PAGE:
News reports bring us plenty of examples of poor professional ethics being practiced in business, entertainment, and government. But in terms of personal ethics as applied to everyday choices that we don’t read about, what percentage of people lie, cheat, steal, cut corners, or take advantage of others?
Some studies show over 50 percent would cheat on their marital partner if they knew they wouldn’t get caught, and well over 1 million cheat on their taxes annually. Ethical transgressions some would consider small by comparison, such as accidentally denting a car door in a parking lot and then not leaving your contact information, or cutting someone off on the freeway, are just as important in living an ethical life, says international ethics expert Dr. Christopher Gilbert. That’s because if we fail to make the correct ethical decisions and harm others in the little things, we can often rationalize that harm with the big things.
“No corporate president walks into their board and asks for a show of hands about scamming the consumer,” says Gilbert, author of There’s No Right Way To Do the Wrong Thing and senior consultant/speaker at NobleEdge Consulting (www.nobleedgeconsulting.com). “They make immoral decisions and then, like us with the little stuff, rationalize so the choice seems fine – even good.
“We can often look for information or knowledge that helps us rationalize making a wrong choice,” adds Gilbert. “But if we follow the Golden Rule consistently and treat others the way we want to be treated, the ethical decision is clear.”
Gilbert provides some thoughts about understanding and practicing good personal ethics:
- Ethics are best understood when they are personalized. People often become conflicted in situations demanding an ethical decision. What helps the most? Personalize the choice. For example: If you dent a stranger’s car door in some parking lot, don’t think of them as a stranger. “Instead,” Gilbert says, “ask yourself, ‘What if this was my best friend’s or my sister’s car?’ Or, what if you you returned to your own car and saw it scratched, with no note left behind. Don’t you wish the perpetrator had identified their responsibility to you? The ability to practice ‘right’ when it involves those we know, and ‘wrong’ against those we don’t, means our ethics only protect those we already care for. If that’s true, no stranger should ever do a good deed for us, either. So much for the Good Samaritan, or being of service to others.”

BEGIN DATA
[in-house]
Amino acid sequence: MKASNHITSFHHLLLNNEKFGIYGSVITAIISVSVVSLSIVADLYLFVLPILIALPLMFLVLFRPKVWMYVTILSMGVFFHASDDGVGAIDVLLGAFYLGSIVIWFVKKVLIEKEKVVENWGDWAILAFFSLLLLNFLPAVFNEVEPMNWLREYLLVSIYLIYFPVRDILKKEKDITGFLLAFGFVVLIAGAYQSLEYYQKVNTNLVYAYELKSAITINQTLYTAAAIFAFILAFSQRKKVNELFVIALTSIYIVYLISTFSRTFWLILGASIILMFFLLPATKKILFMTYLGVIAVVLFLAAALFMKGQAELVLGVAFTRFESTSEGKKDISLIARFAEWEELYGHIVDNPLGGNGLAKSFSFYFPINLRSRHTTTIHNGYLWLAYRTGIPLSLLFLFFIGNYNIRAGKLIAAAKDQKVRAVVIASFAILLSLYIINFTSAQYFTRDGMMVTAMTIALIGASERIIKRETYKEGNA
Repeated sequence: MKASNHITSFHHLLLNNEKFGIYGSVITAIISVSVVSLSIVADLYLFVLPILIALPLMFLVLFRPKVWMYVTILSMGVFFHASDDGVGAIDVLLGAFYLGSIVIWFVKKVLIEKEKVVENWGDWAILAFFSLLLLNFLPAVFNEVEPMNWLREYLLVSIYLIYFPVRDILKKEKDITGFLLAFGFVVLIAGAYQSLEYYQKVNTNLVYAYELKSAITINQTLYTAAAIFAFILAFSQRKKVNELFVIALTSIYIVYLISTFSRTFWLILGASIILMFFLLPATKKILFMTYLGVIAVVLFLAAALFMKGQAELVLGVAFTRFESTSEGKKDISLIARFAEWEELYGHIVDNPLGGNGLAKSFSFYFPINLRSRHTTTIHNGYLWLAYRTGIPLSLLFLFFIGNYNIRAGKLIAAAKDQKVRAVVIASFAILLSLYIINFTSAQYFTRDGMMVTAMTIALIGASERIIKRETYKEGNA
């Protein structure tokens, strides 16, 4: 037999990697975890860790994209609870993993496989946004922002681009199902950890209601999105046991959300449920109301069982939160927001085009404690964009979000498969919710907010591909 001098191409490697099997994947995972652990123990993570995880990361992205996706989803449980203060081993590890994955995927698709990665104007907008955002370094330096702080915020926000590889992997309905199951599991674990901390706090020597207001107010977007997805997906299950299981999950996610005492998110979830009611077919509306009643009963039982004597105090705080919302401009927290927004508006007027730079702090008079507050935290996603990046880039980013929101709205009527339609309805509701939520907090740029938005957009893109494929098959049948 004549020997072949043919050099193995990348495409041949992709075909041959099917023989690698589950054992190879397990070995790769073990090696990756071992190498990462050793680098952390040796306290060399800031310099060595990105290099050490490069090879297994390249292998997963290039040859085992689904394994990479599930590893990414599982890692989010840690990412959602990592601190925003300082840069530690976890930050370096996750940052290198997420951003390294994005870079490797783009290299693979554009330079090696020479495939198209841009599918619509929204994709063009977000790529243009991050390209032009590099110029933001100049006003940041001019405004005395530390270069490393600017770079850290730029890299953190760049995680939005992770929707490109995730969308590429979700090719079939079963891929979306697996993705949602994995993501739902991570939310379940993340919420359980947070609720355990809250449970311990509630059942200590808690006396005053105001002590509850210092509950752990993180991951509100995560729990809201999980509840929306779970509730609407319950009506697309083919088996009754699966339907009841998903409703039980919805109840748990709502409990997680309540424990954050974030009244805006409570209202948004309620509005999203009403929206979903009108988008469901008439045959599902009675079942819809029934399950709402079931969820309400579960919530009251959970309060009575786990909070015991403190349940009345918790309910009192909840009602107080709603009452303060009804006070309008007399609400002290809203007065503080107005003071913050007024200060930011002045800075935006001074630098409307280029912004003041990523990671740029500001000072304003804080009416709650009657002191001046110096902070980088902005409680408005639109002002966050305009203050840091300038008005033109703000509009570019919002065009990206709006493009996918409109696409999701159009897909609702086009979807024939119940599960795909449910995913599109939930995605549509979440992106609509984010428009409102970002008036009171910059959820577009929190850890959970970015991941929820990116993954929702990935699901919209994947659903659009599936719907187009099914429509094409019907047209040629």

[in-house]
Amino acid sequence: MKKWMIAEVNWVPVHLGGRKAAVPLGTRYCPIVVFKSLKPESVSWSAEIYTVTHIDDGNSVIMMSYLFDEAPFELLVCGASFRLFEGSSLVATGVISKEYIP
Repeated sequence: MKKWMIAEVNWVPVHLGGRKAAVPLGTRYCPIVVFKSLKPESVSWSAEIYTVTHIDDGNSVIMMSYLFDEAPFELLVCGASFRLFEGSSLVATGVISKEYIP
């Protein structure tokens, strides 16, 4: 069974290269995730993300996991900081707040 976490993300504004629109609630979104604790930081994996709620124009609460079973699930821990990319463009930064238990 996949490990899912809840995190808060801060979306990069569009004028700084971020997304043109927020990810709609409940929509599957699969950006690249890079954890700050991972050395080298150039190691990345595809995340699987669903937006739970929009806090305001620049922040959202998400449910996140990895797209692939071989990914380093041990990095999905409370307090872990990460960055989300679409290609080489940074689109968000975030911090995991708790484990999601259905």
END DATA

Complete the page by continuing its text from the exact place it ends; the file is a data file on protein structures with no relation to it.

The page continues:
- Ethics bridge the gap between your knowledge and your wisdom. “Knowledge isn’t wisdom,” says Gilbert. “How someone uses their knowledge is an indicator of their wisdom. Wisdom is making the right choice, sometimes despite the knowledge you have,” he says. “Our ethics are the bridge between what we know and what we should do about it.” Additionally, Gilbert sees wisdom standing on three pillars: rational intelligence (“Knowing the right thing to do”), emotional intelligence (“Feeling right about what we do”), and spiritual intelligence (“Actually doing right”).
- Ethics combine empathy and compassion. Most people know the story of the Good Samaritan. In order to be ethical, Gilbert says, strangers help strangers even in the worst of times. “What’s the difference between those that stop to help and those that take care of themselves? It’s the way they framed their ethical choice. To the selfish, the important question is, ‘If I stop to help this man, what will happen to me?’ To the empathetic and selfless, the important question is, ‘If I don’t stop to help this man, what will happen to him?’ The second question evidences all three pillars of wisdom. Now, that raises some interesting moral questions in our country’s immigration and family separation policies.”
“Ethical decisions increase our trustworthiness, unethical choices erode that trust. Since trust is the foundation of all human virtues”, Gilbert says. “Our ethics aren’t philosophical, or about codes or laws, they are at the heart of all our relationships.”
About Christopher Gilbert, Ph.D.
Dr. Christopher Gilbert, the author of There’s No Right Way To Do the Wrong Thing, is an international ethics consultant and senior consultant/speaker at NobleEdge Consulting (www.nobleedgeconsulting.com). Having spent much of his career focused on the study of human moral development, Dr. Gilbert has over 30 years of experience in organizational development as a strategic facilitator and leadership and operations consultant. He has served an international clientele, including Fortune 1000 companies and government agencies in the U.S., Canada, Asia and Africa. Dr. Gilbert completed work for the Bill and Melinda Gates Foundation on a sustainable food-security program across four nations of sub-Saharan Africa, and he has been a professor of business ethics who taught at universities on four continents. He earned his doctorate in Organization, Management and Leadership Ethics at Capella University.